An Open Letter to LGBTQIA2S+ Kids and Youth from NASW during Pride Month
We write this letter to LGBTQIA2S+ kids and youth to express deep gratitude that you exist,
because our world would be incomplete without you. We honor the richness of your authenticity and openly proclaim that you are perfect exactly as you are. Ralph Waldo Emerson once said, “To be yourself in a world that is constantly trying to make you something else is the greatest accomplishment.”
This greatest accomplishment is often born, however, from a place of struggle. It may be a struggle to feel understood, to feel safe, to feel hopeful, and to even imagine a future in which the freedom to be yourself is possible.
During this Pride Month, we want to tell you that you deserve to feel joy, to breathe, and to be unequivocally and undeniably who you are. You deserve to do the ordinary things in life like going to school, wearing clothes that make you feel happy, and playing sports. You deserve the essential things like being seen and having the story of your life validated as a precious and irrefutable truth.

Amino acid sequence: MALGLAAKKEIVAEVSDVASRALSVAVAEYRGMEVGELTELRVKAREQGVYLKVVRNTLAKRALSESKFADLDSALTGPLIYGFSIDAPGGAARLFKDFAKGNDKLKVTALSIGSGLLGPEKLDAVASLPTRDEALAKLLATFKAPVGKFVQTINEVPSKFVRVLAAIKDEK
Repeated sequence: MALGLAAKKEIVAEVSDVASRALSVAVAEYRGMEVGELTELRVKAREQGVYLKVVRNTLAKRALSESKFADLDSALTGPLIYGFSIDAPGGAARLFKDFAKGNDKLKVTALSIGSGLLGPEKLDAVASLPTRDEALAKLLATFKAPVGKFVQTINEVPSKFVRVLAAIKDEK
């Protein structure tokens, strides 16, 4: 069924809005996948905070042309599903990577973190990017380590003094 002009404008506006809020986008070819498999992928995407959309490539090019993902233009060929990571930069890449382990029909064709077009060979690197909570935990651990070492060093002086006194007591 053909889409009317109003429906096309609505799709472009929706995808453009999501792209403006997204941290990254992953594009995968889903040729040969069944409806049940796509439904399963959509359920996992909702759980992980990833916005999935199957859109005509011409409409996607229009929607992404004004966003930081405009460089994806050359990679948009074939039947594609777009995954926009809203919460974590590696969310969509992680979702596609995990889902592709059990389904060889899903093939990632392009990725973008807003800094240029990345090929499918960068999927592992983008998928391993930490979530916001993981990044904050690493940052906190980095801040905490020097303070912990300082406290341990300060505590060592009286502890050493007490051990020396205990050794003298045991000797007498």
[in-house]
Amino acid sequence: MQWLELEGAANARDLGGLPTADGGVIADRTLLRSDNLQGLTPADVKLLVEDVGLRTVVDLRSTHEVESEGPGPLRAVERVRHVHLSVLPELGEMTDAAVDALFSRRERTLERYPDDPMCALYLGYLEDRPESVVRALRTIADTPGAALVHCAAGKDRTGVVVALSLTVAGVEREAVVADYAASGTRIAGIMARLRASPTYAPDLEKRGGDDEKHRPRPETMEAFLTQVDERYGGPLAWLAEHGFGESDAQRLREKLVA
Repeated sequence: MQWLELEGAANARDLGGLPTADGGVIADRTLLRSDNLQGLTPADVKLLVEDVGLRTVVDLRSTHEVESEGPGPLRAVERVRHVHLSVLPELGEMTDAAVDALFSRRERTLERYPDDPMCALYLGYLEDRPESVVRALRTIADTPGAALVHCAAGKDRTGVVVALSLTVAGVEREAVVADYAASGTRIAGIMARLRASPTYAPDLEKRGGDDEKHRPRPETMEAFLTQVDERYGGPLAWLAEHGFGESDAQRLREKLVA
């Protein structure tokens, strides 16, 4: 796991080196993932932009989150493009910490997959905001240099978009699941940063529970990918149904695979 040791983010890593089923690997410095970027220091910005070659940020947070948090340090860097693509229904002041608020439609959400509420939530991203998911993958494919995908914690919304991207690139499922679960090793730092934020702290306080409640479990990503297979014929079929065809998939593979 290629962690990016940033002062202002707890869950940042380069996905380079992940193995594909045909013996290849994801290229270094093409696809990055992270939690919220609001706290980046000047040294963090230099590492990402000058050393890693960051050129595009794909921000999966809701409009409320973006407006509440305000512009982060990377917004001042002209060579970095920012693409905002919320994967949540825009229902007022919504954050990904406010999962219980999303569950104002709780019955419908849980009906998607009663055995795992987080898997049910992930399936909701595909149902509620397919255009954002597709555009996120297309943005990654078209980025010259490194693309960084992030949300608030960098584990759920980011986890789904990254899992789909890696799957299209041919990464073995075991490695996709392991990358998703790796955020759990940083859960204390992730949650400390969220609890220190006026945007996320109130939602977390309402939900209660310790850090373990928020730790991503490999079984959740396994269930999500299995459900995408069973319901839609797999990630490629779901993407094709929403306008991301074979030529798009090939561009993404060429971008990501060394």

We want to tell you that it is okay to hope that it gets better. As you grow up, and you will grow up, the people around you will learn things from you – lessons that you collected from your journey of running against the current. As you grow up, and you will grow up, people will be able to be more open to their own truths because you modeled unwavering commitment to being yourself.
During this Pride Month, we write to you on behalf of an expansive community of social workers that you have not even met. We see you, we celebrate you, and we will not give up on making the world better for you.
Help Starts Here Resources for LGBTQIA2S+ people
NASW Social Work Talks Podcast – Supporting LGBTQ Youth
NASW was one of the first major mental health organizations to condemn conversion therapy – learn more
PFLAG National Glossary of Terms
Support for Kids and Youth
The History of Pride Month
What is Pride Month? The Complete History of Pride
(post originally published on the NASW Blog, http://www.socialworkblog.org/)